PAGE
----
Taking the leap: From Olympic athlete to small businessman

Dominic Johnson went from the hot lights of the Olympic Games to the cold freezer of the dairy aisle.

Some days he wonders which was tougher.

Johnson, 39, competed in the pole vault in the 1996, 2000 and 2008 games for his native St. Lucia, in the eastern Caribbean. His athletic career took him to 29 countries and the University of Arizona, where one coach called him “the best all around athlete we’ve ever had.”

The three-time All-American and anthropology major said goodbye to competitive athletics in 2008, and wondered what was next. It wan’t long before he found out, entering another world that was just as competitive and took every bit as much commitment. Five years ago, he and Kristel, his college sweetheart and wife of 14 years, launched Isabella’s Ice Cream.

It soon became their passion, but Dominic said making the transition from elite athlete to businessman has been difficult.

“I joke — but not really — that this is harder than qualifying for the Olympics,” he said. “There are so many things that are out of your control. When you’re an athlete you have lots of good coaches and physical therapists, so you get a lot of good advice. Then you start into something like this and it’s like you’re on your own.”

Steady growth

Isabella’s Ice Cream, named after their oldest daughter, now 14, was created in their kitchen and sold at street festivals and events in Tucson and in Sahuarita, where they have lived for eight years.

They moved to a warehouse south of downtown Tucson two years ago after raising more than $15,000 on crowd-funding site Kickstarter and picking up a contract to sell in Whole Foods Market in Arizona, California, Nevada and Hawaii.

They’ve since been picked up by Safeway and Haggen grocery stores in Arizona, and have secured a distribution deal with United Natural Foods Incorporated, the largest natural food distributor in the country, which now has them in nine states.

The couple who started selling pre-packaged ice cream out of the side of their electric-powered Model T replica now ships 4,000 to 5,000 pints of ice cream per month with help from eight part-time employees. They’re also preparing to move to a 2,500-square-foot facility in Tucson that’s about one-third bigger than where they are now.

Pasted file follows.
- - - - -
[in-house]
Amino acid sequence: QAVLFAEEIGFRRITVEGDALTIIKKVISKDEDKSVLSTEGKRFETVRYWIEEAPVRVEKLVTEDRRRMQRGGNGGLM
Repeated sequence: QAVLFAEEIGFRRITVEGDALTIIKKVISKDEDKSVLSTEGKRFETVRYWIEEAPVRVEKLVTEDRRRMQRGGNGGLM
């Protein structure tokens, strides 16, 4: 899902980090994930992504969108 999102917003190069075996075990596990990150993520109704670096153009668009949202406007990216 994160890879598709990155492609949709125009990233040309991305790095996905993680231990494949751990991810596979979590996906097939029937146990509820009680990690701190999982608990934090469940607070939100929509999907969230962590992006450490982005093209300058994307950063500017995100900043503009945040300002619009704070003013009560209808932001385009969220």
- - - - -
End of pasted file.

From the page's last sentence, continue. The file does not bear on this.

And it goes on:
Dominic said his athletic background has helped him deal with the hurdles they’ve encountered along the way.

“Being an athlete at that level takes so much dedication, and you’ve learned what it takes to succeed,” he said. “So that’s kind of how it’s been here. I mean, we probably shouldn’t be here. We probably should have failed three years ago, but part of being an athlete is you just go and go and go.”

Perfect partners

Dominic and Kristel make a great team. He’s well-versed in building and maintaining the machinery while Kristel’s business marketing degree is perfect for handling the financial side.

Kristel, who studied in China, Mexico and France, spends hours concocting flavor combinations as the company chef, and has supported the idea through thick and thin.

“I’ve always probably been his biggest fan, so I’ve always trusted him,” she said. “And when he’s made decisions I’ve always gone with them and it’s always worked out really well. So it’s a whirlwind, but it’s how our relationship started off. So when he first said he wanted to start this business, I said, ‘OK …,’ but I jumped on board and trusted him.”

Taking risks

The Johnsons said growing their business, which was launched with $800 from the college fund for Isabella and their other daughter Alexandra, 10, has been “adventurous.”

“We’ve definitely been willing to take risks that other people wouldn’t,” Dominic said. “Had I taken a job with a bank right out of college, would we be in better financial shape? Absolutely. Would I have enjoyed it as much? No way, because it’s kind of who I am, and I guarantee you most Olympians are the same way.”

One of the biggest risks was launching the company on their own after turning down several local investors. Dominic is happy they’ve stuck it out going solo.

“Not long ago, we were approached by a very qualified person who was willing to invest in our company. And people that knew him in Tucson all had great respect for him,” Dominic said. “And we almost did it, but we backed off. Our feeling was that we’ve made it this far on our own, let’s just keep going. And so we have, and I’m glad we did.”

He conceded that there are times when a cushion would be nice.

“There are certainly days where I wish we had a big investor,” he said. “Our compressor went down and if I have to replace it then it’ll cost me $3,000. And that’s the one thing that’s been really challenging is that we’ve done the whole thing ourselves. And if we had just started with a lump sum of money then I wouldn’t have to worry about the machines going down because I’d have new equipment. But when you’re doing it like we are, which is by a scoop at a time, then these are the challenges you have.”

Five years out

Five years into it, Dominic says they’re “in a good spot.”

“But is this where I thought we’d be? I don’t know, probably not. I thought that we would be further along,” he said. “But that’s because I’m an optimist.”

Kristel agrees.

“It’s been a lot of work,” she said. “It’s been more than I thought. I mean, it’s been a roller coaster ride. There are times when you’ll hit a bump in the road and you’ll ask yourself why you’re doing this, and then all of a sudden something amazing happens and you understand.”

She said seeing people enjoy her recipes validates the hours of hard work.

“These five years have been amazing,” Kristel said. “It’s been great to see it grow and to see everything pay off.”


Dominic Johnson

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